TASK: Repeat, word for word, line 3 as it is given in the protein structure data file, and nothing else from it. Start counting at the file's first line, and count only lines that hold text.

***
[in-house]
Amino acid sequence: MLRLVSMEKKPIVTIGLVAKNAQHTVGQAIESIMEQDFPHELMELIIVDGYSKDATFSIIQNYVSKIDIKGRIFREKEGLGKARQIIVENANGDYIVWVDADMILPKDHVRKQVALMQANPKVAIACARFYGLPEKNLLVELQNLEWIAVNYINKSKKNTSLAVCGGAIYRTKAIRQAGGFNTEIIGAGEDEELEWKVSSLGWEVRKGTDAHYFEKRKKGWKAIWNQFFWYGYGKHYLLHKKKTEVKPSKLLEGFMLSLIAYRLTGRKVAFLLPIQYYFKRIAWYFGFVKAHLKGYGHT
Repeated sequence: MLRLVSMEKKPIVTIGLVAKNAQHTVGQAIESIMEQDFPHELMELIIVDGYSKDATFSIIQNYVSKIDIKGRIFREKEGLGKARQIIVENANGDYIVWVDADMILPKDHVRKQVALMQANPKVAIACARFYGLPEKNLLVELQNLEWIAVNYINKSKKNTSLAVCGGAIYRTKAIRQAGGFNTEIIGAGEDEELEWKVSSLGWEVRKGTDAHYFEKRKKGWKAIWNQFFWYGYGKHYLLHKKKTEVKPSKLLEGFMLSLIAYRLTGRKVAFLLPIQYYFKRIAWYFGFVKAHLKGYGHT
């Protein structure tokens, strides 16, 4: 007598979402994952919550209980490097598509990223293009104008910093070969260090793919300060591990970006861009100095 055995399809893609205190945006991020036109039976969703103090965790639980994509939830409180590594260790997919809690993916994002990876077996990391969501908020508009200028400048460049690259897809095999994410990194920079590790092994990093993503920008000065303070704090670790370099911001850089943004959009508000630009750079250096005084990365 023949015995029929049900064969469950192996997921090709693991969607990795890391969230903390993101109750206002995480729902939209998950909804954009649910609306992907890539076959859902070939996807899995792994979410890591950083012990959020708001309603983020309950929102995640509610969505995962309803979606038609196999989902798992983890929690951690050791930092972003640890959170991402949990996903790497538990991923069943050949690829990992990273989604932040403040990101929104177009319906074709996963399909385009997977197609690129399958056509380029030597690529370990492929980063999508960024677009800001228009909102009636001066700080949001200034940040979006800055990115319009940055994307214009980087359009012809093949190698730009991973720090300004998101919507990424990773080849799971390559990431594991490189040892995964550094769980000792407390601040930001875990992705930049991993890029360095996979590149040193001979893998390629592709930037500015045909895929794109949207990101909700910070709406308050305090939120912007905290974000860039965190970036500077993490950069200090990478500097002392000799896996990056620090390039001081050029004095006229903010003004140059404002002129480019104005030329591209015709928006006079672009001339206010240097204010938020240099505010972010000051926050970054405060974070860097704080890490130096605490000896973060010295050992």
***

Repeated sequence: MLRLVSMEKKPIVTIGLVAKNAQHTVGQAIESIMEQDFPHELMELIIVDGYSKDATFSIIQNYVSKIDIKGRIFREKEGLGKARQIIVENANGDYIVWVDADMILPKDHVRKQVALMQANPKVAIACARFYGLPEKNLLVELQNLEWIAVNYINKSKKNTSLAVCGGAIYRTKAIRQAGGFNTEIIGAGEDEELEWKVSSLGWEVRKGTDAHYFEKRKKGWKAIWNQFFWYGYGKHYLLHKKKTEVKPSKLLEGFMLSLIAYRLTGRKVAFLLPIQYYFKRIAWYFGFVKAHLKGYGHT